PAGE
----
will they ever see the blue in me

people laughed at my grief.

it wasn’t easy.

was the sight of seeing me suffer funny enough?

i don’t think so, it was rough

last night I cut my hair six inches shorter

i think it’s better than to dig six feet under

now i scratched my skin to spell the words ‘stop’

before I could throw myself from the rooftop

should I starve myself to skinny bones?

so I could fit into their tiny perception of unknowns

didn’t they notice? couldn’t they?

i was fading to a shade darker

will they ever see the blue in me?

or will it be too late to paint me back from who i was?

will they laugh their grief away when i, a family, die?


Yesterday, as I was going through my notes on my laptop, I come across this poem I wrote 2 years ago. I probably wrote this when I was on the early days of grief from the love I’ve lost, when no one around me took my grief as a serious thing, when I should’ve had support but received laughs instead, when they should have just stayed silent while I struggle but they didn’t.

Analysis:

people laughed at my grief.

it wasn’t easy.

was the sight of seeing me suffer funny enough?

i don’t think so, it was rough

I

In these first four lines, the words I used were particular to what I was feeling, no metaphors, no rose-colored lines, just raw expressions. Navigating through those days wasn’t easy, it was a rough journey no one knows how long or where the destination is or whether it even has one.

That time, I told myself, ‘I don’t think people really care or even think about other’s feelings as long as they remain above the uncertain things and unpleasant feelings.’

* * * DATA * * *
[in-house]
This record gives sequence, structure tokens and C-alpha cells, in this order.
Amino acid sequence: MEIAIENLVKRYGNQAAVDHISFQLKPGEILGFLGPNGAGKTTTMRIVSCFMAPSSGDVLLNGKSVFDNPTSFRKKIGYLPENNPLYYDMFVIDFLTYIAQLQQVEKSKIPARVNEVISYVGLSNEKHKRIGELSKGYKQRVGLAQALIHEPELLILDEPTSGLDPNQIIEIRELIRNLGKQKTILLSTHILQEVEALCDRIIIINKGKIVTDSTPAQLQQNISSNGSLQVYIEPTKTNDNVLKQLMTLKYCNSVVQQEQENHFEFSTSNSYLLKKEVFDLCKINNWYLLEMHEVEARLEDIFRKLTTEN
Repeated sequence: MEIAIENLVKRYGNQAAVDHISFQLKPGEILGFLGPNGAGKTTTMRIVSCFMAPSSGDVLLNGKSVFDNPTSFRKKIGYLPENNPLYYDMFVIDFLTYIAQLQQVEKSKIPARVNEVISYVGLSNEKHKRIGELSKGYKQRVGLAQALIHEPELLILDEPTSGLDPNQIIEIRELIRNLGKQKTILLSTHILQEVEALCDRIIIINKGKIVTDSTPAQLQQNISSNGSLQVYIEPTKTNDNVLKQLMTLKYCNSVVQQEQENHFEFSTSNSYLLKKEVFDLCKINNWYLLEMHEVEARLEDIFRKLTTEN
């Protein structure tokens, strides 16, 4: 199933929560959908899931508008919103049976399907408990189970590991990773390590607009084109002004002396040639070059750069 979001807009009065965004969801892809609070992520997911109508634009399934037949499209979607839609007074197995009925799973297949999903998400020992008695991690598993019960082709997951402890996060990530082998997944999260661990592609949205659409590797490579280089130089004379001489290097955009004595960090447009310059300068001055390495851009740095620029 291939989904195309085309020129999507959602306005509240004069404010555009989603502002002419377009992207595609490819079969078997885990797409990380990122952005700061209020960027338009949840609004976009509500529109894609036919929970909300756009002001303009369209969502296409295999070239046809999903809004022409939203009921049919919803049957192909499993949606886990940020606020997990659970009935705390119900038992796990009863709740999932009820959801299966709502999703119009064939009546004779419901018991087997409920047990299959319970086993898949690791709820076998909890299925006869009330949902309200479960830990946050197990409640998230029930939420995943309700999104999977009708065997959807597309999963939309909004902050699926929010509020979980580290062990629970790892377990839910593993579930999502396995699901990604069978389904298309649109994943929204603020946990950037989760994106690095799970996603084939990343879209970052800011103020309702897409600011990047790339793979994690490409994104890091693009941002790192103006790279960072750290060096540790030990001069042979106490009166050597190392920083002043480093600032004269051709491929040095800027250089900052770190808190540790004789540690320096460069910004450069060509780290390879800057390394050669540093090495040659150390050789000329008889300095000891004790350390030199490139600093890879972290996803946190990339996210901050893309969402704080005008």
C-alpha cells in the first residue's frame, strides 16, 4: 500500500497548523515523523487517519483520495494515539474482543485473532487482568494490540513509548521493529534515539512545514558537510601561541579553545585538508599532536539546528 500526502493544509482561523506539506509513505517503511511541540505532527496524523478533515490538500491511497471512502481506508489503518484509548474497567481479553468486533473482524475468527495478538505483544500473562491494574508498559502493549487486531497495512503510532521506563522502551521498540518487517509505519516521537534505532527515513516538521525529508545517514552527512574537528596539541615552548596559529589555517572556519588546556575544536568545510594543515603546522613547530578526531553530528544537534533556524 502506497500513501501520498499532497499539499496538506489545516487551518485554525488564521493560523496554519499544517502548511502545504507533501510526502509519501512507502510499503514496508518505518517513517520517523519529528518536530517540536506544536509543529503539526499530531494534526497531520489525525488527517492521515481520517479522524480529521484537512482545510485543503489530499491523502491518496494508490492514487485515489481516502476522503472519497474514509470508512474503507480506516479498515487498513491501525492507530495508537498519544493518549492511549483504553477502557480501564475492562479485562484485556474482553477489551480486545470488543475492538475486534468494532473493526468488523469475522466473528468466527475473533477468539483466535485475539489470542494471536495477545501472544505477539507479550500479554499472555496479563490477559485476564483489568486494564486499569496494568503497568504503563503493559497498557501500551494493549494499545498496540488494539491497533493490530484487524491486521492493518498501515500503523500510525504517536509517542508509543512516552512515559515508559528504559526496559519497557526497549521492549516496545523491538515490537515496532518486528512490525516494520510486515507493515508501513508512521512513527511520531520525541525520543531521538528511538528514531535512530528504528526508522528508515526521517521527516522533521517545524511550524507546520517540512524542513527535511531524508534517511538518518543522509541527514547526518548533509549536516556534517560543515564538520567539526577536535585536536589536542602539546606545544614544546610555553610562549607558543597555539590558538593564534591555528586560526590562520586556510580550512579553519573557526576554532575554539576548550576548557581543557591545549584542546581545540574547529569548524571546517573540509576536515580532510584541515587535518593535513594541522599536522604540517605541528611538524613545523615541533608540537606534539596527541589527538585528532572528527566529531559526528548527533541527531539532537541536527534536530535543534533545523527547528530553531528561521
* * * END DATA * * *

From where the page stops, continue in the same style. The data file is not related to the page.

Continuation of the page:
Their attempt to make things lighter than how it should be never made my suffering less heavy. I remember walking out many times as the conversations starts becoming uncomfortable, or I must say when they start talking and joking about what happened, as if suicide is some sort of thing to laugh about. And that I think is the most insensitive thing to do.

last night I cut my hair six inches shorter

i think it’s better than to dig six feet under

now i scratched my skin to spell the words ‘stop’

before I could throw myself from the rooftop

should I starve myself to skinny bones?

so I could fit into their tiny perception of unknowns

II

The tragedy that has happened before, eventually led me to my own misery. There were days I blamed myself, days I thought I should’ve been the one to disappear. I had those intrusive self-destruct thoughts most of the time that sometimes becomes too loud and deafening I needed to do something to stop it. Let’s say, alternatives.

didn’t they notice? couldn’t they?

i was fading to a shade darker

will they ever see the blue in me?

or will it be too late to paint me back from who i was?

will they laugh their grief away when i, a family, die?

III

These final five lines were full of questions. I needed them to at least see that I was struggling. Just simply see. See before it’s too late.

That’s it. Now, I can finally say I’m better and that I’ve recovered so much. I guess that’s why writing this analysis isn’t difficult because I have overcome those times. That’s why reading this again didn’t make my heart so heavy anymore. I’m glad.

Check these out…

on sylv­ia plath, mental health and sad poetry

getting through the day when you’re down in the depression pit

as a deep diver, i’m now afraid of depths

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